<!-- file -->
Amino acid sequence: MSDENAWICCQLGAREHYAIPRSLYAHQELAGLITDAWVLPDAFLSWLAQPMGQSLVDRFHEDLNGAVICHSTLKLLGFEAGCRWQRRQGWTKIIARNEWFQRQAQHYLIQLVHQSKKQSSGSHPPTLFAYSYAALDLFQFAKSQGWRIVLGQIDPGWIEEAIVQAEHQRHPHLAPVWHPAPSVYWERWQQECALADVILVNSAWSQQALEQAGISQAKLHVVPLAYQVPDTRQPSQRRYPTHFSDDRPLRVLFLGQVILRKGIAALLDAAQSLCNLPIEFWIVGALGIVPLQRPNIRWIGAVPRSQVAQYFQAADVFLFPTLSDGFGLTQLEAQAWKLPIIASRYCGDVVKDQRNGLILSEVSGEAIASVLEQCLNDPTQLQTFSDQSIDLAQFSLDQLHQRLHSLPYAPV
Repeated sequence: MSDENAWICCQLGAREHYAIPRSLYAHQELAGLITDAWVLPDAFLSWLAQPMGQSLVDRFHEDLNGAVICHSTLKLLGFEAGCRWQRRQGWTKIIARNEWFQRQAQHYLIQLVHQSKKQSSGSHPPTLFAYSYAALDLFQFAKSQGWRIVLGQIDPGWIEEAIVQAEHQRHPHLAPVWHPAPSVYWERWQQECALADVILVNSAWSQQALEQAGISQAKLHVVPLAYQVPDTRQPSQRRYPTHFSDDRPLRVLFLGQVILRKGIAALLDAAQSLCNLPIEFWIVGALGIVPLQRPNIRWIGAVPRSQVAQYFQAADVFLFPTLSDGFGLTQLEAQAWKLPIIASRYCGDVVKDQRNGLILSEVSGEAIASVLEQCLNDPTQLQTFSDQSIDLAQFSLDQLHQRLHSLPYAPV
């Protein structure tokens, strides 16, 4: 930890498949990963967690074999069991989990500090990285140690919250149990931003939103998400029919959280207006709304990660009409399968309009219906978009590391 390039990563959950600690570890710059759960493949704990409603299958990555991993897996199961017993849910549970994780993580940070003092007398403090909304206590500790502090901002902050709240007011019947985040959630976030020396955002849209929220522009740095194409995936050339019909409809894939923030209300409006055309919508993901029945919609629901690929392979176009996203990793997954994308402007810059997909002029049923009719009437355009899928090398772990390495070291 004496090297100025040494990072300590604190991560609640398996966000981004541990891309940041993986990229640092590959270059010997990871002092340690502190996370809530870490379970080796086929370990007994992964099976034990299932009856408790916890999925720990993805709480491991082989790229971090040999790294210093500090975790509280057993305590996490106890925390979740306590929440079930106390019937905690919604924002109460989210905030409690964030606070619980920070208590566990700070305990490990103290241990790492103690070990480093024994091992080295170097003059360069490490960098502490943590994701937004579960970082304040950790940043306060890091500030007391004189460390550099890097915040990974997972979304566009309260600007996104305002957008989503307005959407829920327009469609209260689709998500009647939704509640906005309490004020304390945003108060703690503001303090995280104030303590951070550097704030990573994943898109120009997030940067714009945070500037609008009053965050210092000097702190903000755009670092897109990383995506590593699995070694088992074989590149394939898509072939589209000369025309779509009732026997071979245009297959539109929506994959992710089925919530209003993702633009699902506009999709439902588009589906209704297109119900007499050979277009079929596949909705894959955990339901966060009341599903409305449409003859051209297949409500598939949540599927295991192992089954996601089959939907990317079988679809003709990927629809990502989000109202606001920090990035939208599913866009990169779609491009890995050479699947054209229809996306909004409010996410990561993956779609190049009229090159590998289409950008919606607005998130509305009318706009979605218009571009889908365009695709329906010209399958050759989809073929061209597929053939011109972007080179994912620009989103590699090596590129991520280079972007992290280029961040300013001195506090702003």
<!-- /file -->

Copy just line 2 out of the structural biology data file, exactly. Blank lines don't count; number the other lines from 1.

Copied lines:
Repeated sequence: MSDENAWICCQLGAREHYAIPRSLYAHQELAGLITDAWVLPDAFLSWLAQPMGQSLVDRFHEDLNGAVICHSTLKLLGFEAGCRWQRRQGWTKIIARNEWFQRQAQHYLIQLVHQSKKQSSGSHPPTLFAYSYAALDLFQFAKSQGWRIVLGQIDPGWIEEAIVQAEHQRHPHLAPVWHPAPSVYWERWQQECALADVILVNSAWSQQALEQAGISQAKLHVVPLAYQVPDTRQPSQRRYPTHFSDDRPLRVLFLGQVILRKGIAALLDAAQSLCNLPIEFWIVGALGIVPLQRPNIRWIGAVPRSQVAQYFQAADVFLFPTLSDGFGLTQLEAQAWKLPIIASRYCGDVVKDQRNGLILSEVSGEAIASVLEQCLNDPTQLQTFSDQSIDLAQFSLDQLHQRLHSLPYAPV